Ju Row Farr: 'It is important that the game intersects with your life.'

The player's presence, or engagement with the game is kernel to this work. And just as their willingness to be interrupted by the text messages will in many ways determine their experience of, encounter with, and even level of activity within the game, the question of what here will determine the player's engagement, whether the game, or circumstance, or both, and indeed what happens to players who choose or feel they have to disengage with the game (i.e, not to be present within the game - or not let the game be present within their lives) has complex answers and ramifications.

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The game is slow (in that it takes place slowly, though days or even, eventually, weeks) and pervasive, in that it is invasive but also persistent. It does not easily give up on the player and it could play an increasingly significant part in their life. Actual time will pass between commands being given and action taking place. Movement will happen in time and through space. But real time and the game's time do not entirely coincide. There are slippages, uncomfortable or surprising dichotomies.

Steve Benford: 'What is the role of ambiguity in game design?'

I remember Tim Etchells's gift of Robert Bresson's Notes on the Cinematographer [link]

'Unbalance so as to re-balance' (Bresson, 1997: 44)

'Hide the ideas, but so that people find them. The most important will be the most hidden.' (ibid. 44)

FRAGMENTATION 'This is indispensible if one does not want to fall into REPRESENTATION. See beings and things in their separate parts. Render them independent in order to give them a new dependence.' (ibid.: 93)

'Things too much in disorder, or too much in order, become equal, one no longer distinguishes them. They produce indifference and boredom.' (ibid.: 98)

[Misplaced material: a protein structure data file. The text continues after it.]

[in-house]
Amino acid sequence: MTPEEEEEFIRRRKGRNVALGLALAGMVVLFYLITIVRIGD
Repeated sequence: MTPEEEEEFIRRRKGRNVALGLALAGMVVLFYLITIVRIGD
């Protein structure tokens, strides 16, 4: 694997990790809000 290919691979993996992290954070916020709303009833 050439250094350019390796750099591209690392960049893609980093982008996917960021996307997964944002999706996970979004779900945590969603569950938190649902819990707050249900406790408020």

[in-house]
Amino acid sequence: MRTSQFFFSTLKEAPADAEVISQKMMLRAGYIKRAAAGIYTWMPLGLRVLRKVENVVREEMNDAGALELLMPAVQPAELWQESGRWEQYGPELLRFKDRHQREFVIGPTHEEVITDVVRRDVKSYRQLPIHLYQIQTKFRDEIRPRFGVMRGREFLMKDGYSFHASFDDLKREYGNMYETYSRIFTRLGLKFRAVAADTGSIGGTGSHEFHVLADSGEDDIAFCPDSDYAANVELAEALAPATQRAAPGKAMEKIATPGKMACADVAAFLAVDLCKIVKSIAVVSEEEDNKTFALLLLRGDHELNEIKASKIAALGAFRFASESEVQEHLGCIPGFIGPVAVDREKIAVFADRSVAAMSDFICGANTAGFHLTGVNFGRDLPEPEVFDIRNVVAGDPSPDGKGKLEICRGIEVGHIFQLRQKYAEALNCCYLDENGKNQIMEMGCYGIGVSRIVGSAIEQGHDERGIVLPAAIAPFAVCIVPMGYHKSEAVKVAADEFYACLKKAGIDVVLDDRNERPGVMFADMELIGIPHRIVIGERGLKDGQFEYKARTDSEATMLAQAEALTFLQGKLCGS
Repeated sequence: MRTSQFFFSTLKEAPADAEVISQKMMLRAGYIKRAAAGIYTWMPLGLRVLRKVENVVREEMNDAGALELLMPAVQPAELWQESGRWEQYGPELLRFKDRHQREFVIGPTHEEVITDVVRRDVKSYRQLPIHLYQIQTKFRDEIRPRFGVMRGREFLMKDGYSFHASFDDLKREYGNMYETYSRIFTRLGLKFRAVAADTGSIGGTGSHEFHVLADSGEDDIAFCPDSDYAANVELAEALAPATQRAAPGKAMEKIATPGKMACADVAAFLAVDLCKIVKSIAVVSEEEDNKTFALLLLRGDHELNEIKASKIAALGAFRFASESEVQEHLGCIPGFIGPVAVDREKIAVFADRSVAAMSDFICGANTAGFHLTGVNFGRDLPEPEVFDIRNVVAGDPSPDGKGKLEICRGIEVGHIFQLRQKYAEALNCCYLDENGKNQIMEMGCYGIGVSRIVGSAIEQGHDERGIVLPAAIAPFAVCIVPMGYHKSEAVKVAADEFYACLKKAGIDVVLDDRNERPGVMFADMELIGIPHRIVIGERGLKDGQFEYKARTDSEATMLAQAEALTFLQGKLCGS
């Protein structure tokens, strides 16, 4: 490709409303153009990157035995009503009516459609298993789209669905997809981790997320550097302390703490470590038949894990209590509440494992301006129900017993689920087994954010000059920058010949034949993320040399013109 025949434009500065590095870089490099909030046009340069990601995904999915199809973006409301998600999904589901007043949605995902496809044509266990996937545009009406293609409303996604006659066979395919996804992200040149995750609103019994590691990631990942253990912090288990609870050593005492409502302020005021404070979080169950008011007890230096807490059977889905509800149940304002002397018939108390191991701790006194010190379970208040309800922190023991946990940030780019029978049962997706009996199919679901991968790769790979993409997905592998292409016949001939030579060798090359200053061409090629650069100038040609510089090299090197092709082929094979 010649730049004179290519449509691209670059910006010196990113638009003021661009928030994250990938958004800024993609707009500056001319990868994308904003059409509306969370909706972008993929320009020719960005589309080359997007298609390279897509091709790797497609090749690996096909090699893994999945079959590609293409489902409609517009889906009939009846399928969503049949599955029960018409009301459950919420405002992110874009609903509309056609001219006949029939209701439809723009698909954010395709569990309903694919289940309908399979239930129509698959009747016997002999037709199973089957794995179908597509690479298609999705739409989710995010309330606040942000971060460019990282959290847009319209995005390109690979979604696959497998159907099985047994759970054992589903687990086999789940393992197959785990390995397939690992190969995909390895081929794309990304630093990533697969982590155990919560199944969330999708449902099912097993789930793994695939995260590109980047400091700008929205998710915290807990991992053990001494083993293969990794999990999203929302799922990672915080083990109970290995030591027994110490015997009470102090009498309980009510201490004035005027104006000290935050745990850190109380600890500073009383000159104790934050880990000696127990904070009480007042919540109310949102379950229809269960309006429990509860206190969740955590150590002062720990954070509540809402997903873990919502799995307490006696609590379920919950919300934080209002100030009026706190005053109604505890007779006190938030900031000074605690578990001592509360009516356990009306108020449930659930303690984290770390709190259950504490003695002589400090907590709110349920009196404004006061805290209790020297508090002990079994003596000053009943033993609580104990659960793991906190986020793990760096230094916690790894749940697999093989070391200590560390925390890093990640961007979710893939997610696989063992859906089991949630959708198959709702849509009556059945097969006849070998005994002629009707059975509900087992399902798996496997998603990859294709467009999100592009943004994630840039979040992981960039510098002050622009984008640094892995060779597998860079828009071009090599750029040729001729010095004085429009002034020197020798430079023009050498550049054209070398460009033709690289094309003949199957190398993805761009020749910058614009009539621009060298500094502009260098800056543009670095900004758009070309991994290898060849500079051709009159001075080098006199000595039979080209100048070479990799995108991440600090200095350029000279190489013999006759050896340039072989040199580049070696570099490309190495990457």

'Don't show all sides of things. A margin of indefiniteness.' (ibid.: 104)

'The actor is double. The alternate presence of him and of the other is what the public has been schooled to cherish.' (ibid.: 106)

The game is experienced and encountered through texting. This in itself is significant, in that the act of texting, of interacting with the phone, by touch, has at the same time intimate and possibly even sensual implications. Sadie Plant interestingly captures the haptics of texting:

'text messages (and voice mail) can be saved, but most are extant only for as long as it takes to write, transmit and read them. Most mobile messages are immediate and short-term - made, read, and often responded to as quickly as they travel, often with little thought or consequence. So too are the memories they make. These are not messages made to last; they belong either to the social world of sudden changes of plan, last minute and approximate arrangements, or else to the realm of haptic gestures, digital squeezes of the hand - small and intimate - sent directly between bodies. (Plant in Brouwer, Mulder and Charlton, 2003: 34)

It will be interesting to see whether the game can change this experience by adding complex layers of role play to what is otherwise a functional everyday activity.